Majority
The executions were over LAN with EC2 machines of type c5.large in Amazon’s North Virginia data center with every agent running on a separate machine. We measured performance for various values of , where (the maximum value of a single binary constraint) is set to 100. Hence, as the maximum cost of any solution is and is set to be the smallest power of 2 greater than , then fully determines and, consequently, also the size of the circuit that the protocol uses. Table 1 gives, for each , the bit-length of the agents’ inputs, the overall circuit size (number of gates), and the average runtimes over 100 executions for the offline and online phases of the protocol.

5 7 9 11 13 15 17 19
11 13 13 14 14 15 15 16
184 336 448 610 732 924 1056 1278
offline 6.7 12.4 20.2 32.3 47.2 72.0 94.3 135.3
online 0.51 0.85 1.3 1.6 2.4 2.5 2.7 3.6
Table 1: Bit length, circuit size and runtime (msecs) of the Ben-Efraim-Omri as a function of .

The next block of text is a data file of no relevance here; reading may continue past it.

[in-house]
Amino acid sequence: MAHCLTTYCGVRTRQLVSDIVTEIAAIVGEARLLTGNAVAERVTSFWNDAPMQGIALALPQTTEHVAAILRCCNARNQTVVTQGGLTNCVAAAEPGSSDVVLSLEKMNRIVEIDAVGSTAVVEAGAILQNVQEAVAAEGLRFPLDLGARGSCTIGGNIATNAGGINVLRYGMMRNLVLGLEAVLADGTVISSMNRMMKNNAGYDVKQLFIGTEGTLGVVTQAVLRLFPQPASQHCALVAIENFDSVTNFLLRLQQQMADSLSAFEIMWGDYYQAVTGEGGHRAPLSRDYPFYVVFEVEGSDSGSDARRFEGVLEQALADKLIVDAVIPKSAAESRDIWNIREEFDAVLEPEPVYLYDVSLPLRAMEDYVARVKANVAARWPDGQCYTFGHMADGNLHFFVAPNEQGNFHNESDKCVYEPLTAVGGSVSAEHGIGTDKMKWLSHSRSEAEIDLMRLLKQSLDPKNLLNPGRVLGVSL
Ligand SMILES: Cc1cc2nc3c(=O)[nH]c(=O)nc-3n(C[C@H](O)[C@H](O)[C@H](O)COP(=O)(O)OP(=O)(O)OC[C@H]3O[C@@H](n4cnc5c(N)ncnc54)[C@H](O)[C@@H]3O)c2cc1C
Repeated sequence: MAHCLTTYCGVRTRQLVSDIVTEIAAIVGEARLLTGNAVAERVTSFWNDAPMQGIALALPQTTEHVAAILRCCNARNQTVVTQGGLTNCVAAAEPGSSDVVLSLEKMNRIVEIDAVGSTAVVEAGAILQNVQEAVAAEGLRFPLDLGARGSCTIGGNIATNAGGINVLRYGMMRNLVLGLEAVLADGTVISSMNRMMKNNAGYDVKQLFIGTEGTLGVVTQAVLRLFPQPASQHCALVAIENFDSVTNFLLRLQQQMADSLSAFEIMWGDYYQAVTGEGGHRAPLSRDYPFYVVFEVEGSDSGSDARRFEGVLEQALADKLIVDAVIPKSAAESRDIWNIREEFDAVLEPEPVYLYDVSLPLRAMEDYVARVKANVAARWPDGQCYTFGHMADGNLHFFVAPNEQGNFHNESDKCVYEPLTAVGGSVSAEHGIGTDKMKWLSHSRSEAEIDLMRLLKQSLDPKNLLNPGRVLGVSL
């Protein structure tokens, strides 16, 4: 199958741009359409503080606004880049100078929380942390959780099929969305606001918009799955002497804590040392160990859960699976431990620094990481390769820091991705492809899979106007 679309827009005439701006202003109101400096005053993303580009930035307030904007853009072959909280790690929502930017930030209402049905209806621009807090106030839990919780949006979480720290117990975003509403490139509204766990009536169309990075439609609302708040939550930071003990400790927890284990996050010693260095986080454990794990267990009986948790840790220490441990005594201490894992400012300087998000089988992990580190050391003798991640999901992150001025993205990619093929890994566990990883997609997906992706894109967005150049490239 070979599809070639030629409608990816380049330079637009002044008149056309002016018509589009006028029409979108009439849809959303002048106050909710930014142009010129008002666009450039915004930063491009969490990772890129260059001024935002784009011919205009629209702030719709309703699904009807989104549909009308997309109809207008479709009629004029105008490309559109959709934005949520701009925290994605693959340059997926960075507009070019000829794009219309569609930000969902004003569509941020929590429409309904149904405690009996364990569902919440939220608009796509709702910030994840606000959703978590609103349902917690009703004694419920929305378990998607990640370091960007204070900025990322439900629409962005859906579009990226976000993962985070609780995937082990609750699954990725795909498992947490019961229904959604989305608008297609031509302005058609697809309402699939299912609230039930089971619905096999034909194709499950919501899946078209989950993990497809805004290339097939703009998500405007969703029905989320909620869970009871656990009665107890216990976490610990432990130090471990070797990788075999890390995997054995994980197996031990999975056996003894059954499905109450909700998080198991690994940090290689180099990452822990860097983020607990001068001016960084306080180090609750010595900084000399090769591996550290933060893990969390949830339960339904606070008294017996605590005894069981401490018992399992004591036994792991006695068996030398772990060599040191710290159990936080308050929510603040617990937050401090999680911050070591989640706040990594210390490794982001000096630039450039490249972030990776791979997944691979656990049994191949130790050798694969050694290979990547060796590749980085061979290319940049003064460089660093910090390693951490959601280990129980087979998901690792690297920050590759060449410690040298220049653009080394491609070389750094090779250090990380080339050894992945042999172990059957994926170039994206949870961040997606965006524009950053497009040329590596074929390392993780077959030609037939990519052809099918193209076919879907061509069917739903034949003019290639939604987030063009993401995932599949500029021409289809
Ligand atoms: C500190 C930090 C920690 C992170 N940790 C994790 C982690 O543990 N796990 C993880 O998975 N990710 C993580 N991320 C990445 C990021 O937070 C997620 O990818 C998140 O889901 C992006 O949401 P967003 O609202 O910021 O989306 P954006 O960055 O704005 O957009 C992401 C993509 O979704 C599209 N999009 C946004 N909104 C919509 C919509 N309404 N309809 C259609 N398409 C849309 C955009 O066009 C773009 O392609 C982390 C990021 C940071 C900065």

Now we turn to the runtime performance evaluation of the full PC-SyncBB algorithm. In order to asses the toll of privacy preservation, we compare PC-SyncBB (offline+online) to other algorithms that maintain the Branch & Bound structure – P-SyncBB [Grinshpoun and Tassa2016] that preserves privacy only under the assumption of non-colluding agents, and the basic insecure SyncBB [Hirayama and Yokoo1997]. We also present separately the online requirements of PC-SyncBB. The algorithms were implemented and executed in the AgentZero simulator [Lutati et al.2014], running on a hardware comprised of an Intel i7-6820HQ processor and 32GB memory, except for the calls to the compare_CPA_cost_to_upper_bound procedure that were executed on the machines from Amazon’s North Virginia data center, in order to simulate as realistically as possible a truly distributed environment. We followed the simulated time [Sultanik et al.2008] approach in all the subsequent experiments. The results are shown in a logarithmic scale and are the average over 50 problem instances (for each setting/benchmark).